What I've read so far, combined with my personal experience, tells me that we are born with some important biological distinctions, but that their influence often pales in comparison to the dramatic variety of stimuli we experience from the first moment of our lives. I'm particularly fascinated by the 1995 Hart/Risley study on parental language and encouragement (more on their book here), and by the study's interpretations (solidly pro-environment here and here; somewhat equivocal here).
Effort and desire are obviously paramount, and while I'm open to gene-driven personality factors that would make someone intensely motivated, it's always seemed to me that desire has a big psychological component.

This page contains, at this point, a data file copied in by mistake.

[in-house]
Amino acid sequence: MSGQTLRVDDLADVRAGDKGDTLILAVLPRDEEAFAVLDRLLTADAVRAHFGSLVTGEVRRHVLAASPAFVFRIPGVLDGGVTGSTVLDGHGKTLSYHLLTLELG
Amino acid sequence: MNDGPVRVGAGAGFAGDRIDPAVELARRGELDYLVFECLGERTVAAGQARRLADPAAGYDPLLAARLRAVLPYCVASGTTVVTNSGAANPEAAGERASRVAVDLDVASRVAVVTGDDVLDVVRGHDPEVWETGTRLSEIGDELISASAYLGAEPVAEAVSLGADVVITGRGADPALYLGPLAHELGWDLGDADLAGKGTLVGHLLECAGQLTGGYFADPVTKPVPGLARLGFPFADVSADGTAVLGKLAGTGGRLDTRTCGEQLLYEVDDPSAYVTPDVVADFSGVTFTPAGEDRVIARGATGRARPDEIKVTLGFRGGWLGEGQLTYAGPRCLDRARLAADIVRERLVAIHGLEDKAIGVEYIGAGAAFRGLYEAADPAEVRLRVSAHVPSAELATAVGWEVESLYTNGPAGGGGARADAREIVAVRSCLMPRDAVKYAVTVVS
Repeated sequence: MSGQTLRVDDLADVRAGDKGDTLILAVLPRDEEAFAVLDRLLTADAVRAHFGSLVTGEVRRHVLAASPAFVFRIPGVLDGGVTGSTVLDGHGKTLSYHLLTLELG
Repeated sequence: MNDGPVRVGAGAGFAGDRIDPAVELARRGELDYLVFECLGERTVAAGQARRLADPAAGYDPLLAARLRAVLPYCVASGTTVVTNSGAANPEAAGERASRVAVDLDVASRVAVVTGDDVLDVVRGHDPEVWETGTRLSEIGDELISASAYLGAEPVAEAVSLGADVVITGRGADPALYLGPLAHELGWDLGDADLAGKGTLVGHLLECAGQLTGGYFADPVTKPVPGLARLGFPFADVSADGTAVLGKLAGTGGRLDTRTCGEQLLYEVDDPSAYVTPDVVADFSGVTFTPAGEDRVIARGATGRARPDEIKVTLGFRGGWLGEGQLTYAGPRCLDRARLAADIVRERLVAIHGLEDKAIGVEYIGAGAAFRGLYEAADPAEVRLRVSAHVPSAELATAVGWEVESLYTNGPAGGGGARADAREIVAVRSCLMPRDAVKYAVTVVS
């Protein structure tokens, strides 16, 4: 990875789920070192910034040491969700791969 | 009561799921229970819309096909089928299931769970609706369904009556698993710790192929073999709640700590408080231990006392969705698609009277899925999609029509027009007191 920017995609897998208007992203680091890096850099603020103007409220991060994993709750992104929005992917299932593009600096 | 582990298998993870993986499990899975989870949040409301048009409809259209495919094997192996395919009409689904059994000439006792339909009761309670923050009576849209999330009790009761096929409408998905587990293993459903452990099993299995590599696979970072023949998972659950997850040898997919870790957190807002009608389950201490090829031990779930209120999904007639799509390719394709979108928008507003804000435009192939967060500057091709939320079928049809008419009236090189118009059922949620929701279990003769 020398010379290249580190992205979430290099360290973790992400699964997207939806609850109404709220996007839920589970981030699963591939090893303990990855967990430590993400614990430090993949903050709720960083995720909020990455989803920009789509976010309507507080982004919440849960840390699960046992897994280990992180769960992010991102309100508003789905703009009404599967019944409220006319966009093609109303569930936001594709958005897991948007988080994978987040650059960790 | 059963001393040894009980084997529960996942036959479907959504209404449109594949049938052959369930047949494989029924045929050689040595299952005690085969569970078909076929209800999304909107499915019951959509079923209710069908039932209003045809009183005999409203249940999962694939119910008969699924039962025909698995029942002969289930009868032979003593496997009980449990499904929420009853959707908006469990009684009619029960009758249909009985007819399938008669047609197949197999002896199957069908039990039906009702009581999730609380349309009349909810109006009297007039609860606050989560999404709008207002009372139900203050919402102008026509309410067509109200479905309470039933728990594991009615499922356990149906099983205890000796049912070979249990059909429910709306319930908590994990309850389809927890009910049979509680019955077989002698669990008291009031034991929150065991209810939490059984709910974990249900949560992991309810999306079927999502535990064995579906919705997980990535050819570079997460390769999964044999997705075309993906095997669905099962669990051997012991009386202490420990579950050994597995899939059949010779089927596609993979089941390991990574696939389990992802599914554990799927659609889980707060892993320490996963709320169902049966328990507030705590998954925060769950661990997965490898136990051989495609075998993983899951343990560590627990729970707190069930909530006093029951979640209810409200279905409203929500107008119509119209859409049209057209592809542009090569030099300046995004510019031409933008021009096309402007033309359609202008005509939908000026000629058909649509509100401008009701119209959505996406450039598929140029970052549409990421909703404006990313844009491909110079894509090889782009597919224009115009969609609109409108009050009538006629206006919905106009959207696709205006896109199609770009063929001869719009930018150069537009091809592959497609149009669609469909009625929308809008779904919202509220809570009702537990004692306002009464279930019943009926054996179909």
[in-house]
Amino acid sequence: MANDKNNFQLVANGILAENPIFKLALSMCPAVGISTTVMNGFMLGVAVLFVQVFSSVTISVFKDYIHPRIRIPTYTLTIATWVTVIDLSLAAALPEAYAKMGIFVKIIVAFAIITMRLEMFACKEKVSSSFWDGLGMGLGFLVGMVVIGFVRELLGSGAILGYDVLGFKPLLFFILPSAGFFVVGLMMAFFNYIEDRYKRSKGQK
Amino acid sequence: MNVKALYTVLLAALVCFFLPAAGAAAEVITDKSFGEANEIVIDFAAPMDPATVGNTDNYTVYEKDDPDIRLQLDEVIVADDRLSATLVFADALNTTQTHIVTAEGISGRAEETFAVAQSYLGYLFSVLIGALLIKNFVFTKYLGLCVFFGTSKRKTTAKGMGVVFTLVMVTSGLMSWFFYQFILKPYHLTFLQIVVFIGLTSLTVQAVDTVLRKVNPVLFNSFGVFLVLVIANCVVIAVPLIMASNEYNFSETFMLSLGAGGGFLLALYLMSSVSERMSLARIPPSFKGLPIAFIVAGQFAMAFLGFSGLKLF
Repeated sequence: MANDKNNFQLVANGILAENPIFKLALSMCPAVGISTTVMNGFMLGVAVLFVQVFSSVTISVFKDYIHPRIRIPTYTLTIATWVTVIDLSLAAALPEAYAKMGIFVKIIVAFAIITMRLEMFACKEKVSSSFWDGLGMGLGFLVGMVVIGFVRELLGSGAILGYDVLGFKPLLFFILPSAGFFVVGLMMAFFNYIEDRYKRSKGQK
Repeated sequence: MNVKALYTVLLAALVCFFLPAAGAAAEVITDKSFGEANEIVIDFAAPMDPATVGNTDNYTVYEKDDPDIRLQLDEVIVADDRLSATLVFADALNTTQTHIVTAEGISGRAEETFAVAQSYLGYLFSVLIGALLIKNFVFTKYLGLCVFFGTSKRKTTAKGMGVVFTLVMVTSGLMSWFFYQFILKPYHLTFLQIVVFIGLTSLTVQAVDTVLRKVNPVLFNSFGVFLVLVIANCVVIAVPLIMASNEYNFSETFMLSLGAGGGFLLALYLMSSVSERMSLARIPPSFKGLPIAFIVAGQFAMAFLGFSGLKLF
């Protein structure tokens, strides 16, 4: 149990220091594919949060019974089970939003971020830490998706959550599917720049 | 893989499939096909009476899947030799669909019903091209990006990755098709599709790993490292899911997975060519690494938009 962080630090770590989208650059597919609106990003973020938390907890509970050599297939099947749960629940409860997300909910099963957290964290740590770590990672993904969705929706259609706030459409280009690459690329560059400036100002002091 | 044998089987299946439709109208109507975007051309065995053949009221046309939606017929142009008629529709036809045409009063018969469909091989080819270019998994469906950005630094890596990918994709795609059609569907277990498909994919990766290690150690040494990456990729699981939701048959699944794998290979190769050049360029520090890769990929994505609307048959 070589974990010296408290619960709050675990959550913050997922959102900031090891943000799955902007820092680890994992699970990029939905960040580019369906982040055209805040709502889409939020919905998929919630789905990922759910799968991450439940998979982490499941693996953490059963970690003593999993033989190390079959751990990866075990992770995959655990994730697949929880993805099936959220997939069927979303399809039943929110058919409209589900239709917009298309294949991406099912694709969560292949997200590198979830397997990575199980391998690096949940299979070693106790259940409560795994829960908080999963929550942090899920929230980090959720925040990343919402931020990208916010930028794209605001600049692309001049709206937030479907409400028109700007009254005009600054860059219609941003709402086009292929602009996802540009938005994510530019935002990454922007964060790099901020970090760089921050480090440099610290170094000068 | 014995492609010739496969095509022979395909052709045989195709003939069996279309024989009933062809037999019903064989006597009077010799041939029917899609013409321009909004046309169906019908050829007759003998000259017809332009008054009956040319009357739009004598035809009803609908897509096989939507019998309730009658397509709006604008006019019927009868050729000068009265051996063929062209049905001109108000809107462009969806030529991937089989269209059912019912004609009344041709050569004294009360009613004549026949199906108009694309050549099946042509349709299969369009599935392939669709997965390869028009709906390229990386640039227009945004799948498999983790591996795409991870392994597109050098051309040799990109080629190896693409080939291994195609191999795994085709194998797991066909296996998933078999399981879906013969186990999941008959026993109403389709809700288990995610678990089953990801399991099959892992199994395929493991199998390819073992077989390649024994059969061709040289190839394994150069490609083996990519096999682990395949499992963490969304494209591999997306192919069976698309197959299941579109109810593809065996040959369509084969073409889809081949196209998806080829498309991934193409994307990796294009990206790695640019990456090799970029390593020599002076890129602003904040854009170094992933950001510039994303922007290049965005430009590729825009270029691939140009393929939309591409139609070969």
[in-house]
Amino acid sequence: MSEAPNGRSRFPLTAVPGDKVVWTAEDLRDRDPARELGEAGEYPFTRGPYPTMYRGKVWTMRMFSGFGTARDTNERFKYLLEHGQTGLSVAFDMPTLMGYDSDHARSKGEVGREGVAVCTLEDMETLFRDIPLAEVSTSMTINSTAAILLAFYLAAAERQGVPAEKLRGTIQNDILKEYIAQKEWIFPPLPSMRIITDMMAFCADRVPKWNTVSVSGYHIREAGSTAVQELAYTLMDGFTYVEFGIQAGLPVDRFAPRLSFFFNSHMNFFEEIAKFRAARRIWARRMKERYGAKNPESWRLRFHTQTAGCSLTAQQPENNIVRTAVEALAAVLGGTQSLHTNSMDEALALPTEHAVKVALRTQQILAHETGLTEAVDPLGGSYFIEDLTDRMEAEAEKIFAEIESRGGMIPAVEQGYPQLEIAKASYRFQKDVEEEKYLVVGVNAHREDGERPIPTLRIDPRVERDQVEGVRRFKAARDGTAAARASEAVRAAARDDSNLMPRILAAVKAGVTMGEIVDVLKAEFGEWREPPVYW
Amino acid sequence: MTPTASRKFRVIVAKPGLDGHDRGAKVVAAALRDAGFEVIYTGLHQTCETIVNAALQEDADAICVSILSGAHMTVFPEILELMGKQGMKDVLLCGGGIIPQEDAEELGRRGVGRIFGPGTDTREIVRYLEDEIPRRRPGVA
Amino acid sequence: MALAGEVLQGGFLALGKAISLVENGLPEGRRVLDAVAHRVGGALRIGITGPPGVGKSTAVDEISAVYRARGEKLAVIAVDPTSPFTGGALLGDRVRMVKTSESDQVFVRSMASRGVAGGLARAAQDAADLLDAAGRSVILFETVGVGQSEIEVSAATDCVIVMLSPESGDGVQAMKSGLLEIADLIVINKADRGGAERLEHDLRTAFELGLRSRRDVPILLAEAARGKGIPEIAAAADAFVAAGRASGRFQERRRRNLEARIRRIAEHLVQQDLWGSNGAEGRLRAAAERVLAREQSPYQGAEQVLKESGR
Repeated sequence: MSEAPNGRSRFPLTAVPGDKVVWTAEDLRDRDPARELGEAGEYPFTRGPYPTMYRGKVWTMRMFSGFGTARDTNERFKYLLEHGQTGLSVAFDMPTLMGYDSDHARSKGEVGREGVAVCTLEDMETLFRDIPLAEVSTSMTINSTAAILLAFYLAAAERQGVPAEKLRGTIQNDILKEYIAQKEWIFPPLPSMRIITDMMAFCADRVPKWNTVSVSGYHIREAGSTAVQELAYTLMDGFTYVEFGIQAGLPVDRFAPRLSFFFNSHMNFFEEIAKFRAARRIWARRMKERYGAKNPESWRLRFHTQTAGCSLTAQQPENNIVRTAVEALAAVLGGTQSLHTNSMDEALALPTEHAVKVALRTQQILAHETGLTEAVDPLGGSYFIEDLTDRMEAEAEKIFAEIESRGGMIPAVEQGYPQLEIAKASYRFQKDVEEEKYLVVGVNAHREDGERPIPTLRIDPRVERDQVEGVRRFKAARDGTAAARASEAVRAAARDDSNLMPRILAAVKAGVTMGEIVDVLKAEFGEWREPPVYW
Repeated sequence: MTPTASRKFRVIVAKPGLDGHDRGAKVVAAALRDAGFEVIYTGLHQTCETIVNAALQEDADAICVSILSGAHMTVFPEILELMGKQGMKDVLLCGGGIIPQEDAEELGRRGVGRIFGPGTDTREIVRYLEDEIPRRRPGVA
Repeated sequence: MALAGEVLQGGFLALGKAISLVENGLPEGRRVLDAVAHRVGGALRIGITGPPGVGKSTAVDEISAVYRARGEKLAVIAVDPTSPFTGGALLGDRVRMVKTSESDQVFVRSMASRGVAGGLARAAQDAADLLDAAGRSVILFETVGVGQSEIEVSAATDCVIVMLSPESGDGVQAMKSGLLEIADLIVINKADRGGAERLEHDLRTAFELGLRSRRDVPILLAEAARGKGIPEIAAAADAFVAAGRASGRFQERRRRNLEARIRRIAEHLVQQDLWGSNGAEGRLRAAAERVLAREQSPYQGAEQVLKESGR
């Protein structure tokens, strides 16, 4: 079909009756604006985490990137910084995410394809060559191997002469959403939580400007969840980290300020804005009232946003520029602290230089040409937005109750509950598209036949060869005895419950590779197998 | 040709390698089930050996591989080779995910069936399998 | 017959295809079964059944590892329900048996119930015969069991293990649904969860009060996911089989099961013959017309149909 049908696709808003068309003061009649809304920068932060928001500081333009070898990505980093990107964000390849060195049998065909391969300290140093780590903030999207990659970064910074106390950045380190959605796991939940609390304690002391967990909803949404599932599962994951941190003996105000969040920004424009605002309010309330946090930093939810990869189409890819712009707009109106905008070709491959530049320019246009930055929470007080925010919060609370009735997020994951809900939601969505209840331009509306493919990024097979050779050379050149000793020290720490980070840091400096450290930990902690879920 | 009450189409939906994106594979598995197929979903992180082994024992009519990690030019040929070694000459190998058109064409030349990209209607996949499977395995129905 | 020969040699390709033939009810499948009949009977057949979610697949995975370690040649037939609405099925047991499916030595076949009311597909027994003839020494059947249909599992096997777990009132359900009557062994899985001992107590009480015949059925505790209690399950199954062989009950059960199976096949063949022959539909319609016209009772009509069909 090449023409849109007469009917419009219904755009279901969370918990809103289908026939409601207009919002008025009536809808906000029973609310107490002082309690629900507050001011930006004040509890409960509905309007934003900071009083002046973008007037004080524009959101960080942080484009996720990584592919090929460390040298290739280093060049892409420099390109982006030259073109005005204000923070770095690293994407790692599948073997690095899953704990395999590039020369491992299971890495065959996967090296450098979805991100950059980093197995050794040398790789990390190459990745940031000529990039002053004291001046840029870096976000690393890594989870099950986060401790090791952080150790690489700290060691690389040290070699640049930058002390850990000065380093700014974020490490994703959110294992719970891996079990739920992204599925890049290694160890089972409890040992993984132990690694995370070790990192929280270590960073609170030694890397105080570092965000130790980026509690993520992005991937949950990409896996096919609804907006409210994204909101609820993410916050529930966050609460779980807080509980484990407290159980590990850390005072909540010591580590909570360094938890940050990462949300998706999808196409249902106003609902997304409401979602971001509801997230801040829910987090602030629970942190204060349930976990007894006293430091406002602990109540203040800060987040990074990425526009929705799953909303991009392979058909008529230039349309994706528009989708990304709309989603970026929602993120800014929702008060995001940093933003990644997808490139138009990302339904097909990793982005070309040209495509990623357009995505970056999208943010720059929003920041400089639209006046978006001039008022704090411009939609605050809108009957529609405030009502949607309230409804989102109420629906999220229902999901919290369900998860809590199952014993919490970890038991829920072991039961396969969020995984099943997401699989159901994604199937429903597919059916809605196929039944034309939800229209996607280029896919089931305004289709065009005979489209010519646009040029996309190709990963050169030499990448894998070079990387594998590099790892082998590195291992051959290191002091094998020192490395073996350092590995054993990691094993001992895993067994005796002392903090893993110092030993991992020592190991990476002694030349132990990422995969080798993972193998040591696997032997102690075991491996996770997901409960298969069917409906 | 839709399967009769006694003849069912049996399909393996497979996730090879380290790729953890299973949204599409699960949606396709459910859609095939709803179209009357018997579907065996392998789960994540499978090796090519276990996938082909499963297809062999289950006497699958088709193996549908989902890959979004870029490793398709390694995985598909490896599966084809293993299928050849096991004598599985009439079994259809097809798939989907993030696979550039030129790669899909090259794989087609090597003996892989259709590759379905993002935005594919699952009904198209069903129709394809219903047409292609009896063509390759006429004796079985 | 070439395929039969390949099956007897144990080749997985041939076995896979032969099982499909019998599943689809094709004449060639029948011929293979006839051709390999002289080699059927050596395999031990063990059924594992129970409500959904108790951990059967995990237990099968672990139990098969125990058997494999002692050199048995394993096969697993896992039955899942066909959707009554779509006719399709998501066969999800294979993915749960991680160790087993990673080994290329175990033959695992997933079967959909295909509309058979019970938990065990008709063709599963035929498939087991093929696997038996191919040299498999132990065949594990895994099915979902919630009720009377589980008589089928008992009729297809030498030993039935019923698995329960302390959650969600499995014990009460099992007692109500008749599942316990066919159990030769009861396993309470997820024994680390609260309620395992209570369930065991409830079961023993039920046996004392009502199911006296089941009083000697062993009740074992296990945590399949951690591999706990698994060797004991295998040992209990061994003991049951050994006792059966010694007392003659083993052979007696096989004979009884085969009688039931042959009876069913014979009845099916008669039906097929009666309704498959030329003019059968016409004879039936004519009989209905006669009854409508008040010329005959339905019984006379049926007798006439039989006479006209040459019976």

Before I gave it up for the guitar years ago, people used to call me
a "talented" violin player, which made me laugh because it had taken me
so long to make a non-ear-splitting sound. I went from
deranged-sounding to award-winning, but that took years and gobs of
practice. Same thing with writing. I don't compare my abilities to
Albert Einstein's, but his quote about success does resonate strongly
with my experience: "It's not that I'm so smart. It's just that I stay
with problems longer."
I also know the opposite feeling. Being mediocre to poor at most things, I know that, in a million years, I could never be a stupendous soccer player or painter or mathematician. But my experience with how long and hard it has taken to get good at other stuff tells me that these things look impossible mostly because they're so far away.
Here is the strangest and most enticing thing about this subject: the invisibility factor. We see people being good at stuff -- we don't see them becoming good. I want to try to make the process visible.